Can Weed Alter Our Emotional Intelligence?

Our emotional intelligence is what makes us who we are. Weed can help in many ways, but when does it start to work against us?

We note that the subject contained in this article represents illegal activity in certain jurisdictions. Whilst we do not condone any acts which are contrary to any such laws, we understand that readers in those jurisdictions which have decriminalised cannabis may find this article of interest. 

Emotional intelligence has more influence over our lives than we think. It dictates most of our emotionally-based decision making. Weed helps with anxiety, mood, appetite, and pain; but it also has its pitfalls when it's not used for the right reasons. 

Weed legalisation is becoming inevitable. Most dispensaries across the U.S. have been deemed as 'essential' during the current COVID pandemic, and state-by-state lists for qualifying conditions for medicinal use is growing. However, while the cannabis industry is growing, so is the risk of dependence. Cannabis Use Disorder (CUD) cases are on the rise in states where recreational weed is legal. Albeit, not everyone who frequently smokes weed can become addicted, however, it begs the question: how else can weed alter our mental state?  

Our endocannabinoid system is reward-based. This means that too much weed can alter our emotional attention and decision-making processing. Weed can alter a lot if we're not too careful. And our emotional intelligence is pretty important. 

What is Emotional Intelligence?

Think about your emotional maturity in the past decade or so; the lessons you've learned between your current relationships and your previous ones. Are you more empathetic towards others? Have you learned how to handle your frustrations better? Are you more confident around people? These are all indicators of emotional intelligence (EQ – or EI depending on where you look).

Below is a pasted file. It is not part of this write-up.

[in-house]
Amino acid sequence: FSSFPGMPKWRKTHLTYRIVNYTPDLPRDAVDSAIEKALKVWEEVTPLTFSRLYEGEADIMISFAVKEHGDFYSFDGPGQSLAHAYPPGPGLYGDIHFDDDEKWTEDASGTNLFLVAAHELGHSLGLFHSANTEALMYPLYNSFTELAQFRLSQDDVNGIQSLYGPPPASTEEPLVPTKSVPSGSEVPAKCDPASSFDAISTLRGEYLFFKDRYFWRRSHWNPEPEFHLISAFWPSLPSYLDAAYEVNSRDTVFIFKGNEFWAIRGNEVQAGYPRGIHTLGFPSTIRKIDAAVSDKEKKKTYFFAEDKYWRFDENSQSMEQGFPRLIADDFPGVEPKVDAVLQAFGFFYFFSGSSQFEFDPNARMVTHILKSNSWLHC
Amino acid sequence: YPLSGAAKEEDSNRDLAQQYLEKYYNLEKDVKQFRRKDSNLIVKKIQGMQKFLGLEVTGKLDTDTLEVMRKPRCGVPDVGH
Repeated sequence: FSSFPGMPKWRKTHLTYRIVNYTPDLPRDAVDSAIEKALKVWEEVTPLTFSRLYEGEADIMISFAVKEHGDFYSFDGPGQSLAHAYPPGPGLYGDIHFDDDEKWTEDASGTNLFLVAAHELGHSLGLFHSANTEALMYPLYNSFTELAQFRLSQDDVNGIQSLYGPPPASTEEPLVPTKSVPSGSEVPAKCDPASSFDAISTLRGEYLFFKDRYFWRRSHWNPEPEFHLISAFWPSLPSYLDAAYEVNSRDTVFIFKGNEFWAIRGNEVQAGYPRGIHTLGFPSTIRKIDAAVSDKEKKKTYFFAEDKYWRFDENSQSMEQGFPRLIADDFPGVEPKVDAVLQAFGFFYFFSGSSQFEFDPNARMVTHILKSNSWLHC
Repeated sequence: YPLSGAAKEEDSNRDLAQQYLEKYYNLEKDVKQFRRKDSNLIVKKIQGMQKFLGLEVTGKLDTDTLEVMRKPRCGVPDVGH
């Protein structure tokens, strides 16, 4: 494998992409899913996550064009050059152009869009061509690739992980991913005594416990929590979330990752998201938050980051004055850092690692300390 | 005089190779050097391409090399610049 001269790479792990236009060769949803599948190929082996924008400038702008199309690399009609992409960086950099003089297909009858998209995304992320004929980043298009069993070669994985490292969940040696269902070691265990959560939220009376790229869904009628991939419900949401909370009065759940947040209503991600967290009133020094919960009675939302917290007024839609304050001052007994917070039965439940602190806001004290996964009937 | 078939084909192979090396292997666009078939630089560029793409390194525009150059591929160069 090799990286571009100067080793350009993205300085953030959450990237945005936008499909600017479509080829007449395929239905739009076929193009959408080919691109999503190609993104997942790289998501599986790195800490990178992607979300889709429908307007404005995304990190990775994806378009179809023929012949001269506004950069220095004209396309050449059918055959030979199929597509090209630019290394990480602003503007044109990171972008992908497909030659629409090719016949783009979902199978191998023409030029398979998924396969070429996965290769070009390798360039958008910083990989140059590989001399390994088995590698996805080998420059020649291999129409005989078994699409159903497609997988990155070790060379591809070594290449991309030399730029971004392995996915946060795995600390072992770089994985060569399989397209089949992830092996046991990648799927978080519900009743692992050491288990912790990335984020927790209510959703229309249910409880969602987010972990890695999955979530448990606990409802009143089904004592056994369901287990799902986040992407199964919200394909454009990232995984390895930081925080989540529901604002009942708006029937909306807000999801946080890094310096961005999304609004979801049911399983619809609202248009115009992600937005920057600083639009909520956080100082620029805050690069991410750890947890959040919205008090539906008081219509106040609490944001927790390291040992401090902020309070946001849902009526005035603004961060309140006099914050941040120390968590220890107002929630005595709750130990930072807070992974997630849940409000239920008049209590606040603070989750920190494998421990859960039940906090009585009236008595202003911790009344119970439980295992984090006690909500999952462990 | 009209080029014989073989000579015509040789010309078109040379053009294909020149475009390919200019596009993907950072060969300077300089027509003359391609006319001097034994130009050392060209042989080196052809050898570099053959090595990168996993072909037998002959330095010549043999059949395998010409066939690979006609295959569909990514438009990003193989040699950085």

EQ drives our interactions with people. It's how we handle ourselves emotionally and primarily focuses on five key traits: 

  • Self Awareness: Being aware of our own emotions is a powerful tool. If we are aware of them, then we can better manage them. It's the difference between acknowledging that you made a mistake compared to when you might have previously blamed others. 
  • Self-Regulation: Self-regulation revolves how long you can let your emotions get the better of you. We can rarely control when we react to something, but we can control how we react and how to move forward. This includes our ability to adapt and practice conscientiousness.
  • Motivation: Motivation (obviously) is what triggers us to get up in the morning. However, it can be easy to lose motivation if we don't train our mindset. Commitment, optimism, drive, and initiative result in reframing our mindset into achieving a goal. Of course, motivation comes in many different forms. Some days, it's easier to motivate ourselves to have a Netflix day, rather than working from home (thanks, Covid-19). Nonetheless, motivation is an important indicator for our EQ. 
  • Empathy: Empathy is probably one of the strongest indicators of our EQ because it revolves around our ability to recognise how other people feel. Empathy is that little voice telling us to give someone a hug when they look upset.
  • Social Skills: We all know someone who has remarkable people skills. They're great at negotiating, communicating, dissolving conflict, and have great leadership capabilities. Our ability to develop bonds with other people is a key marker in our EQ.

Why is EQ so Important? 

Emotional Intelligence is based in our limbic system, located in the center of our brain. Our limbic system includes structures like the amygdala and the hippocampus and is responsible for our emotional regulation. 

These structures store all of our experiences throughout our lives and convert them into meaning. Subsequently leading us to learn from our mistakes, guide us into future decision making, and associating our memories with feelings. The limbic system is essentially known as our 'emotional brain'.